On Sunday, Catholics worldwide heard about the importance of discipline. We were reminded that “all discipline seems a cause not for joy but for pain, yet later it brings the peaceful fruit of righteousness to those who are trained by it.” We were admonished that God “scourges every son he acknowledges,” as a father disciplines his son out of love.
Likewise, Christ told an unnamed questioner, “Strive to enter through the narrow gate, for many, I tell you, will attempt to enter but will not be strong enough.”
On the one hand, these readings make sense. Work hard, be disciplined – about prayer, chastity, attendance of Mass, charity, etc. – and God may grant you the grace of getting through the narrow gate. Simple, if not easy.
So where does discipline fit into a Christian’s relationship with God?
As I reflected on this seeming contradiction, another part of the Mass struck me:
Take this, all of you, and eat it: this is my body which will be given up for you.
Christ died for us 2,000 years ago, as the ultimate sacrifice that broke down the final barriers between humanity and Heaven. Because of Him, we no longer need to make burnt offerings to God.
Yet the Church requires sacrifice – fasting, for one – and it requires discipline – such as chastity. If God made the ultimate sacrifice, does this make discipline unnecessary? On the flip side, if discipline is necessary, are Catholics called to implement a version of the flawed “prosperity gospel,” where humans can earn God’s favor?
I propose the following: Discipline, and its sibling sacrifice, are merely the rules of the game that put us on the path to the gate. They’re the guardrails of the highway of life, providing an understanding of what game we’re playing – scoring a touchdown in baseball shows incoherence, not success.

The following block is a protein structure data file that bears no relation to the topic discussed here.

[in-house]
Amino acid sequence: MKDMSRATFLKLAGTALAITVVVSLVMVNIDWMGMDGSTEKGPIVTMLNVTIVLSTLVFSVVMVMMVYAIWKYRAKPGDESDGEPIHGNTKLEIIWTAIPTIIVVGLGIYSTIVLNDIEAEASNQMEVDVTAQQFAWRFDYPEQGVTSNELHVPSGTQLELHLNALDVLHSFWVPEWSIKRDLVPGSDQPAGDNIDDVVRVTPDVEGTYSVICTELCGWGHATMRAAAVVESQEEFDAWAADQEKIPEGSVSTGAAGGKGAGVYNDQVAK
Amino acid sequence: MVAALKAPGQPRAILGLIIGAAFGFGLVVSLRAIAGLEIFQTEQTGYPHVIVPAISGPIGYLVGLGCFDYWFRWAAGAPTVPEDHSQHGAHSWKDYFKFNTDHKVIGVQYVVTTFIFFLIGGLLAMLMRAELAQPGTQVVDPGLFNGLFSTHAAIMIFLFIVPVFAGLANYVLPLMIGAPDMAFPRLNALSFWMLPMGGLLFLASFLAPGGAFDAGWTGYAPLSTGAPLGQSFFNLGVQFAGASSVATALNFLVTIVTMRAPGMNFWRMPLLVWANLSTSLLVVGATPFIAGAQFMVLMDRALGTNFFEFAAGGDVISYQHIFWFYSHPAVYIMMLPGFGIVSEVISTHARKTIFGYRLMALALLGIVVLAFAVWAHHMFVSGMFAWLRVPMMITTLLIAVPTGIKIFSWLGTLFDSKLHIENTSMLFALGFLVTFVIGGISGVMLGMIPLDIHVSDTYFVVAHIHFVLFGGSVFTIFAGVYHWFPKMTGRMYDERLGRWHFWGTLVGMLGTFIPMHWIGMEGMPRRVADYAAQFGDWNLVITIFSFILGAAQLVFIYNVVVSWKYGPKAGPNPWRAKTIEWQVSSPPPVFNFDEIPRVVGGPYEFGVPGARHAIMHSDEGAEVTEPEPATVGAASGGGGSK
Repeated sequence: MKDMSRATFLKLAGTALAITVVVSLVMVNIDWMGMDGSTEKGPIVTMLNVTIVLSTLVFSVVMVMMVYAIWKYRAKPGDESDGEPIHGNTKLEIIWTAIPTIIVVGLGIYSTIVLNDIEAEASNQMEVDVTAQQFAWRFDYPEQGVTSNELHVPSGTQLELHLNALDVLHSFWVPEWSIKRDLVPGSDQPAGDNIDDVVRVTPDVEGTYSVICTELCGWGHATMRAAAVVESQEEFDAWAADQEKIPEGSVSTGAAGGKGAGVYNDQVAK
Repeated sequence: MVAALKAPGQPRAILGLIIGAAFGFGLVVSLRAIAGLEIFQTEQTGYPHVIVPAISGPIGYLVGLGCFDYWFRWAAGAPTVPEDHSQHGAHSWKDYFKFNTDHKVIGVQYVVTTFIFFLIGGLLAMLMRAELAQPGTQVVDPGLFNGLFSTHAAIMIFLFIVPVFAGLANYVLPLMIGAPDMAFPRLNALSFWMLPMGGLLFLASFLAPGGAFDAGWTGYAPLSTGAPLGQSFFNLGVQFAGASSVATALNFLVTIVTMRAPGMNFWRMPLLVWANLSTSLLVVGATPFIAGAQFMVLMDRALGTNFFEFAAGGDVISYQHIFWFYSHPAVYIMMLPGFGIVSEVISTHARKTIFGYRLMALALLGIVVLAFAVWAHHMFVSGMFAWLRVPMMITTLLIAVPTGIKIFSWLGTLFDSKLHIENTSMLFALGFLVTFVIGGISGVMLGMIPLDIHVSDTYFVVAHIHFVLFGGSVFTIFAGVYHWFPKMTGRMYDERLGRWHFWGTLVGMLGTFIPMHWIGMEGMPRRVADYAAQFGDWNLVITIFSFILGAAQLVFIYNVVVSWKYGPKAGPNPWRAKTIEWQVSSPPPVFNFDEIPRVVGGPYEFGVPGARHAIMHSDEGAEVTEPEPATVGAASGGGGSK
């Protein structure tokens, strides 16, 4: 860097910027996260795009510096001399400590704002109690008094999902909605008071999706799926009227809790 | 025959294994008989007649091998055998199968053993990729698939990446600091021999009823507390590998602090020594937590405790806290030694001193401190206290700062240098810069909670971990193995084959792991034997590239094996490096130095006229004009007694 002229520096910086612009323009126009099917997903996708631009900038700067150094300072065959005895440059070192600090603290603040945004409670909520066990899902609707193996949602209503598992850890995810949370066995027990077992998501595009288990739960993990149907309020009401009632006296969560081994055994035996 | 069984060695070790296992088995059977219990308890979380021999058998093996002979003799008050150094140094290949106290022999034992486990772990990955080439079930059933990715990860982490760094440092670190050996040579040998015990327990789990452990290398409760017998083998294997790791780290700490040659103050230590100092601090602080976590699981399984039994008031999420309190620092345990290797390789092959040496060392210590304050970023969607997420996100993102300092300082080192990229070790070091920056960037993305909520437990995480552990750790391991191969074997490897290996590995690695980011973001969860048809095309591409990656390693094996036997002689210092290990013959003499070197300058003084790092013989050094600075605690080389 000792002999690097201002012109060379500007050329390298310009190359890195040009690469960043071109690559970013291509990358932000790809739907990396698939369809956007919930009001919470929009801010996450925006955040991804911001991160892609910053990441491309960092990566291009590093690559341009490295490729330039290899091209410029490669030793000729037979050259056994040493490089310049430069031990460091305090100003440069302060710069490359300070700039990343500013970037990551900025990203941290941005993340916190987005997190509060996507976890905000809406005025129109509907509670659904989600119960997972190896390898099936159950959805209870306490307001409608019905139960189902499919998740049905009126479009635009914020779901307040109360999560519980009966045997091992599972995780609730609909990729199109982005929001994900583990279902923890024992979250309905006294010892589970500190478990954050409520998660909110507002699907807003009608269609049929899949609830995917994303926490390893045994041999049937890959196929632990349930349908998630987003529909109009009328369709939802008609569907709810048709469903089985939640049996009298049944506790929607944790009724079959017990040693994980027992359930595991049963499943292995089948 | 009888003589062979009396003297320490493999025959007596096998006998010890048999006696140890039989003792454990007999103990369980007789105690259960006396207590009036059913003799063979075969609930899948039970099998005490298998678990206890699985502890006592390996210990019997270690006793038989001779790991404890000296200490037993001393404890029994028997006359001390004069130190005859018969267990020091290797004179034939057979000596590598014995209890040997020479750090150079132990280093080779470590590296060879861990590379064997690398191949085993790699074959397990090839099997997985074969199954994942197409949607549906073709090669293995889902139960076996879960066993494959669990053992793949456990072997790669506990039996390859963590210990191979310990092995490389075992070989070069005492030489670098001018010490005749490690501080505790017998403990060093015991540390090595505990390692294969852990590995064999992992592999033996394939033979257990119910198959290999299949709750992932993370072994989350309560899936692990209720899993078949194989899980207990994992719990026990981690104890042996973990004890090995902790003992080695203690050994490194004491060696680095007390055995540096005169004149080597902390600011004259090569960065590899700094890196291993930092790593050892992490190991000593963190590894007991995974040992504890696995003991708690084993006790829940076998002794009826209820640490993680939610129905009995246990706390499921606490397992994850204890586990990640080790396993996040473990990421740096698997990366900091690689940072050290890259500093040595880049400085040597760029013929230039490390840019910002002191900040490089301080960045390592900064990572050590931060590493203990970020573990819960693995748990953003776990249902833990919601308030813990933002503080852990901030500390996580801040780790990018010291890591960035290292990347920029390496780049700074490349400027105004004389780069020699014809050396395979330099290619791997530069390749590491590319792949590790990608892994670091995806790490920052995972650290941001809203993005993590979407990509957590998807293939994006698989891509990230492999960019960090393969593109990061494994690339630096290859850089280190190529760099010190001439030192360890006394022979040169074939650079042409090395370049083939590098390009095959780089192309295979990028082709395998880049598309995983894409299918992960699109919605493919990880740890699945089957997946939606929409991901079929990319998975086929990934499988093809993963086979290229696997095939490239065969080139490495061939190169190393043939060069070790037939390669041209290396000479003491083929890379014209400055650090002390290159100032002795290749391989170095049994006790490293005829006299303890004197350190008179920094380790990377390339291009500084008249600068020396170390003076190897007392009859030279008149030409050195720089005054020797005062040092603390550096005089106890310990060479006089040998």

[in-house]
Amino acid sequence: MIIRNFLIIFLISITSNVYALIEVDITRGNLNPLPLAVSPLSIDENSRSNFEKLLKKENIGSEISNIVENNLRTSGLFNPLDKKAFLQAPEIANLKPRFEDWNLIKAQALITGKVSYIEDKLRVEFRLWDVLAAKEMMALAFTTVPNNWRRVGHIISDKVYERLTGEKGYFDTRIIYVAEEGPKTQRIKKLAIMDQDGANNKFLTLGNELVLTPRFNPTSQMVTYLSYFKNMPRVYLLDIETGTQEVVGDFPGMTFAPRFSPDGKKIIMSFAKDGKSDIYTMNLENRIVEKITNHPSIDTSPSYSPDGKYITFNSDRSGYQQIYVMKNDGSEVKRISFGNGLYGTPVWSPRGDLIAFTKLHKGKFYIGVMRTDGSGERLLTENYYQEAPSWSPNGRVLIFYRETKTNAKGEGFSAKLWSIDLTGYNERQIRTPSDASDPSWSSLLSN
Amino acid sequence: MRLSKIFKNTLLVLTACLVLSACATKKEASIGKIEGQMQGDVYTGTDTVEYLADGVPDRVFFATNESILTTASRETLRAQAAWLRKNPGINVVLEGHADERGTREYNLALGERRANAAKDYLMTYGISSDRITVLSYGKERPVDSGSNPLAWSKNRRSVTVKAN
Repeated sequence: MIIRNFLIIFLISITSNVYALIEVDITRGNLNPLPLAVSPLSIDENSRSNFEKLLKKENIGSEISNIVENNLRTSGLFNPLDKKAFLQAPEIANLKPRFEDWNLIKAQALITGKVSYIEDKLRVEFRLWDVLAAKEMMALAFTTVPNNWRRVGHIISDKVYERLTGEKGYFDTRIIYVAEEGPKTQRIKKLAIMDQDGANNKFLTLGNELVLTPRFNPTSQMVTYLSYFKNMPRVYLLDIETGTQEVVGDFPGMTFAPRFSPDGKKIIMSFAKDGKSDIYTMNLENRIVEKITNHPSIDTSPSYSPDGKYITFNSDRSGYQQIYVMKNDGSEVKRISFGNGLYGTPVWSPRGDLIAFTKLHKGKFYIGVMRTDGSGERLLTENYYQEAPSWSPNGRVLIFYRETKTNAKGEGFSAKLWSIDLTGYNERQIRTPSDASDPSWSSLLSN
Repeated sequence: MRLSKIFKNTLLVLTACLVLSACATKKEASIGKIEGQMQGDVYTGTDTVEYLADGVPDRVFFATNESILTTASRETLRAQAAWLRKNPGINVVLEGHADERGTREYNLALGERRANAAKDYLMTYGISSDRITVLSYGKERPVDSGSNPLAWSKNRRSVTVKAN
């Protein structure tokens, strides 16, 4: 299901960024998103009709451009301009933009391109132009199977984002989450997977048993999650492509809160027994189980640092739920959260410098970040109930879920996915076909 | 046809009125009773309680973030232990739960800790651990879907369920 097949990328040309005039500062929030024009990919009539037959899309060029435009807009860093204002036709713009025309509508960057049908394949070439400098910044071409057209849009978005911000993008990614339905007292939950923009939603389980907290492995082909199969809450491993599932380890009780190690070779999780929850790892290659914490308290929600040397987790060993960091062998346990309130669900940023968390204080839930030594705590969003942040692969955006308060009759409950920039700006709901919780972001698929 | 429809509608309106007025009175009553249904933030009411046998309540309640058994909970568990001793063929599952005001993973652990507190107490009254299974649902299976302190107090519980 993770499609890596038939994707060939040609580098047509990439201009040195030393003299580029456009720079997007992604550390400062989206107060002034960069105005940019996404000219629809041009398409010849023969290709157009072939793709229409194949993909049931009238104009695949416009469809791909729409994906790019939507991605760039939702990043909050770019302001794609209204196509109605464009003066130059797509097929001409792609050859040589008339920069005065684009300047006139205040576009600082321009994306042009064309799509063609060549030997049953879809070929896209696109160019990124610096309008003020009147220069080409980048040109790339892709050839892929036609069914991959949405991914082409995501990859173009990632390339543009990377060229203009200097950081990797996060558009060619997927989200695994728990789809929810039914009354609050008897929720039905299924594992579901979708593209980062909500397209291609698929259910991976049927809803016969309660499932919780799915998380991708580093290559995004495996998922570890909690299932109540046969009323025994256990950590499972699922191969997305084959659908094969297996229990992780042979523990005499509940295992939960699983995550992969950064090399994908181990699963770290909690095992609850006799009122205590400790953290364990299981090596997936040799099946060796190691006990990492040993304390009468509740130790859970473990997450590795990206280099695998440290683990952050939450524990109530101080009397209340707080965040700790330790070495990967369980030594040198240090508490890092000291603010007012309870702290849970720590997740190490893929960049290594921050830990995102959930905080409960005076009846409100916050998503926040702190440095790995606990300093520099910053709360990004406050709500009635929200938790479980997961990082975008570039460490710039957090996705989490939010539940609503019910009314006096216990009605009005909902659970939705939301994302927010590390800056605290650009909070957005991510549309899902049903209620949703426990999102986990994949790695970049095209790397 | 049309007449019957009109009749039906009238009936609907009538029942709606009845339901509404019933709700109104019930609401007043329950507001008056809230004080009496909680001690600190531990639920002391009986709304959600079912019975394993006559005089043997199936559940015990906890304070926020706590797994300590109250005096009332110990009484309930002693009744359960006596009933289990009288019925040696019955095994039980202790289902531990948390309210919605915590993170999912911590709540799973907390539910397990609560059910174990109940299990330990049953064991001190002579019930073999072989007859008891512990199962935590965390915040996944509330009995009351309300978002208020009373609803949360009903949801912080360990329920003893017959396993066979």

Mass brings us the Lord himself. Chastity reminds us that sexuality is about more than using our bodies base pleasure, etc. But while the rules are not relative, how each of us applies them to a relationship with God certainly is.
In the Mixed Martial Arts ring, a grappler faces off against a kickboxer – and that’s good! Each person is seeking success by using their individual talents within the guidelines of the sport. Similarly, a priest’s path is as individualized as that of a mother with six children, and while marriage has specific characteristics, each couple must prayerfully discern how work, child-bearing, and child-rearing are to be handled.
Likewise, each person on the path to the “narrow gate” must follow certain guidelines so as to not get caught in the underbrush or ambushed by wild animals. But how one travels the path is between you and God.